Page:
One of my best girls has a birthday this week (Ali stop reading!!! close your browser, shut off your computer, or maybe just look away!) and while we enjoy snuggling on the couch on random Tuesday evenings or Thursday afternoons, separated only by our respective m&m bags, convenience-store chocolate simply won’t do on her special day.

No, no.

We need something more.

IMG_0281Homemade Dark Chocolate Bark, dotted with Dried Cherries, Pistachios, Salty Almonds and Malt Balls is the perfect solution.

Shall we indulge?

We need:

– 6 100g bars good dark chocolate (I used 3 70% and 3 85% dark chocolate)

– 2 handfuls roasted, salted almonds, roughly chopped

– 2 handfuls milk chocolate malt balls, sliced in halves

– 1 handful dried cherries

– 1 handful pistachios

– flaked sea salt

IMG_0256 IMG_0258 IMG_0260Chop your chocolate.

And then melt said chocolate. Either put it in a heat-proof bowl over simmering water, or in the microwave.

IMG_0262When it’s all melted and glossy, toss in your malt ball halves.

IMG_0264 IMG_0266

While they mingle, wrap a 9 x 13 baking dish with plastic-wrap.

Mix the malt balls around and pour the mixture onto the eagerly awaiting cling-wrap.

IMG_0267 IMG_0268

If you lick your screen right now, I won’t tell a soul, but I do ask that you wipe your computer off after.

Now, for the toppings. As you add them, it’s best to pretend you’re Father Christmas, or at the very least, a mid-level fairy. Sprinkle your toppings on as they would scatter snow, presents, or coins beneath children’s pillows, proclaiming, in your best boom, “And now the almonds! Next the cherries! Finally some pistachios!”

IMG_0269Well, anyway, let’s get on with it then.

The almonds.

IMG_0271The cherries.

IMG_0272The pistachios.

And finally, a good dash of sea salt.

IMG_0274Nothing brings out the sweetness of chocolate quite like a salty edge.

Now — toss the whole pan in the ‘fridge and head off for the couch. You’ve just enough time for an episode of House of Cards (we are going to have to discuss Season 2, you know).

The chocolate needs about an hour to harden.

IMG_0277 IMG_0278You’re welcome to toss it against a wall, letting the pieces break as they may (how very rustic of you!).

Or you can choose a much more organized and outlined course.

IMG_0279As we all know by now, I love straight lines and equally sized squares so here we are.

All you need now is a cute little bag, a nice card, some ribbon and a beautiful little friend to feed them to.

*If you keep them for yourself, these belong in an airtight container in a coolish place.*


You know when you and your friend come home after a night of heavy (heavy) drinking and you admit, in between handfuls of tortilla chips and gulps of salsa, an embarrassing dalliance — one you had buried in the deepest depths of your brain, swearing no one need (or could! please! the HORROR!) ever know?

You know how the next morning, when you each stumble out of your rooms towards the ‘fridge and you tense, thinking she’ll bring it up, but instead she locks eyes with you, giggles and just moves on? Buries it as deep in her as it was in you?

That’s a long, and roundabout, way of me laying the groundwork to ask you to just smile, give me a little wink, and pretend like it hasn’t been since Christmas that I posted.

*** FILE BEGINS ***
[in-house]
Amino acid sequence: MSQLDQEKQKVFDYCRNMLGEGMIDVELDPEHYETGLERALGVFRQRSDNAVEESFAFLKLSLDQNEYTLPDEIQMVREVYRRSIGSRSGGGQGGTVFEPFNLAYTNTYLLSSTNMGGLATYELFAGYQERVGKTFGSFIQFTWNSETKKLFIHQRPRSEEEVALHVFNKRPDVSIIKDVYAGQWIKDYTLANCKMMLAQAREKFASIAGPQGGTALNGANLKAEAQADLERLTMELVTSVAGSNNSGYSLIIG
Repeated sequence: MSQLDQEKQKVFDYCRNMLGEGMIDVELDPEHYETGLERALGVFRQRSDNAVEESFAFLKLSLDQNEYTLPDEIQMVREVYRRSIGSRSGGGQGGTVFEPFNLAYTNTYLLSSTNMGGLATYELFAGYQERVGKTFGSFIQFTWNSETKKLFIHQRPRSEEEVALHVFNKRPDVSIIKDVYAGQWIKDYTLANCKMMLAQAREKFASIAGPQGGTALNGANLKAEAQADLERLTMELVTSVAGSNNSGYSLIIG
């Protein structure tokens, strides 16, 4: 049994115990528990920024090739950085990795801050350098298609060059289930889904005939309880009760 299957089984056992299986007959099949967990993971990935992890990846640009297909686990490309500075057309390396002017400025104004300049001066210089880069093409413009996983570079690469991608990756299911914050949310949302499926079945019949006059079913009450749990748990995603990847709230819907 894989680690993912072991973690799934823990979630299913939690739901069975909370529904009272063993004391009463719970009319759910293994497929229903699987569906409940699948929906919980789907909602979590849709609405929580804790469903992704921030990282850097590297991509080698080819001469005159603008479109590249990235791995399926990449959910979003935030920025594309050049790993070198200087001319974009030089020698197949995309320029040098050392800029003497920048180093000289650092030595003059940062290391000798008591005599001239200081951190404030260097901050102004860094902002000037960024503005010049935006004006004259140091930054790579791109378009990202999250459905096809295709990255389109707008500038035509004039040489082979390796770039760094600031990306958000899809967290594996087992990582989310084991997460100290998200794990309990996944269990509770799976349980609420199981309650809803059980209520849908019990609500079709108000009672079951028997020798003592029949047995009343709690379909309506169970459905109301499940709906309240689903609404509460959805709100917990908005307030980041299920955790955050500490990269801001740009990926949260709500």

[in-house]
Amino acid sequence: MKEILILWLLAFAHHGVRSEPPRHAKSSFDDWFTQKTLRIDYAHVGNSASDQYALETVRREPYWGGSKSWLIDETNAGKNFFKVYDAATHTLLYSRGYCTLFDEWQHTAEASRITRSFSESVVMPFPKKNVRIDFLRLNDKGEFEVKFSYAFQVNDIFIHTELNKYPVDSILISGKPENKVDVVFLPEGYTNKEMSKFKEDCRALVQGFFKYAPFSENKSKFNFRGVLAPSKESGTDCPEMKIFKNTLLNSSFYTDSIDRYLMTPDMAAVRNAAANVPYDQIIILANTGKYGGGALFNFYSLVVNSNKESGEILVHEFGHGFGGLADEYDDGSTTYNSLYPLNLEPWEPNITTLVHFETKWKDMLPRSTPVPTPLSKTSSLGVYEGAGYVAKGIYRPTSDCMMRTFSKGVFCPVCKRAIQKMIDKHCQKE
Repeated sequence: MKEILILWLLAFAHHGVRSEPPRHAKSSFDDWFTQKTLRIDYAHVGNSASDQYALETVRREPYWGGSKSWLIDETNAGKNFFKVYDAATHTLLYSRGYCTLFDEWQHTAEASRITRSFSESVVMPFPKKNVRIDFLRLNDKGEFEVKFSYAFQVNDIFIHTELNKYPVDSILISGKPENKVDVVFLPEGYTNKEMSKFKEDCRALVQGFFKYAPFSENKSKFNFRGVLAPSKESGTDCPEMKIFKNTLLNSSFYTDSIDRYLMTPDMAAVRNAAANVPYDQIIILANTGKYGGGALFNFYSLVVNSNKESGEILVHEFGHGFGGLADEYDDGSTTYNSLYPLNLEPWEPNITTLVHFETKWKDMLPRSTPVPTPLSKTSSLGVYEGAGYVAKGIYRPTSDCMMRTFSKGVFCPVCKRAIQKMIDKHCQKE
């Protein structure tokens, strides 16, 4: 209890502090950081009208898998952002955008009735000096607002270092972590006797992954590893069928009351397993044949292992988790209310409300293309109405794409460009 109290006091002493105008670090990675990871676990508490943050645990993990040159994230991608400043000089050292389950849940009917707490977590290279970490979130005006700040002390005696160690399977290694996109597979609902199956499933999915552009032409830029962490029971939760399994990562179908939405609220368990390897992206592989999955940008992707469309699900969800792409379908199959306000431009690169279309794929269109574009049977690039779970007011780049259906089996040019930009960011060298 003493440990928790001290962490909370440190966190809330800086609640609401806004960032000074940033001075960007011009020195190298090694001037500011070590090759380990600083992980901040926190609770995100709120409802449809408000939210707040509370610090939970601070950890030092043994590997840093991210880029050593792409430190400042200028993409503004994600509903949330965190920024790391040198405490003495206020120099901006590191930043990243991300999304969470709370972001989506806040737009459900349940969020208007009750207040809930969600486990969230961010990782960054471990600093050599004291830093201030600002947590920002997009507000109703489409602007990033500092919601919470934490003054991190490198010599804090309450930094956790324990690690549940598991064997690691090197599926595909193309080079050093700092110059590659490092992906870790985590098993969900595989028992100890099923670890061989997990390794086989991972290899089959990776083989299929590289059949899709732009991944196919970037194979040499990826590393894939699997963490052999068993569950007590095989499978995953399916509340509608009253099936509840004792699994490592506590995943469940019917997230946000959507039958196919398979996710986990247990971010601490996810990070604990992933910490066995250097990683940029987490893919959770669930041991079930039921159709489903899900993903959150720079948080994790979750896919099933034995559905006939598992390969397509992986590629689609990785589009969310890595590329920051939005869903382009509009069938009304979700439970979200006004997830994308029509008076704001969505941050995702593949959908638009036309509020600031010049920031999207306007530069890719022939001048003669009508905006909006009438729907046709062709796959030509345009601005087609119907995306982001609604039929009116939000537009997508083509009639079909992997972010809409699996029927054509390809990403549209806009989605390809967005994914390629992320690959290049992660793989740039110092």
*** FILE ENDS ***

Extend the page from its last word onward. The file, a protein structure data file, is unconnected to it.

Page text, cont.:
And now perhaps I’ll explain myself.

Remember when I turned 24? And I promised that this would be a magical year of ‘yes’?

It has.

photo 3 copy 2 photo 4 copy 2Taylor came in town. Most the weekend is a blur, per usual. Long dinners at Cipriani, longer nights afterwards, slow and hazy mornings, huddled over hot bowls of pasta for breakfast and then heading off to the Knicks game and so on and so forth.

At some point, she and I will have to either shorten the distance between New York and Los Angeles or one of us take the plunge and relocate.


I went back to college.

photo 1 photo 2 photo 3 copy photo 4 copy photo 5 copyComing back to New York, for days, I felt as you do when you leave for travel, riding to the airport, positive you’ve forgotten your passport or wallet or some other seemingly invaluable item.

Except worse.

I felt like a small bit of my heart was left behind, in that one-bedroom apartment the 8 of us had crammed in for the weekend. Perhaps part of it was. I miss all my Demon Deacons.

And then Fashion Week came and (thankfully) went.

photo 2 copyOh and music! There was music, excellent music.

GUESS Celebrates New York Fashion Week: On The Road To Nashville - InsideI spent an otherwise nondescript Tuesday evening with Cold War Kids.

And my Valentine’s Day with Gary Clark Jr. and Kings of Leon.

photo 3 copy 3And in between, I said goodbye to a very good friend.

photo 4When I think of the quiet wooden hallways in our family home, with a pregnant silence filling the space where the clatter of Zeus’ nails used to prod, I can’t help but let a lump rise in my throat.

photo 3He was not just a good dog, but the best dog. I can’t tell you the number of times he’d look at me, as you see him in these photos, with a light in his eye and a cock to his head, and I’d feel positive he knew exactly what I was thinking and was on the very brink of responding in kind.

We’ll miss you always puppy.

And that, minus an evening out or a weekend in, bring us to today.

Which looked like this.

photo 4 copy 3I’ve nursed my Vanity Fair far longer than the second season of House of Cards (the same can be said for the latte, which disappeared in moments) and sworn, time and time again that in the midst of saying all these ‘yeses’ that I’ll do better to document and come back here.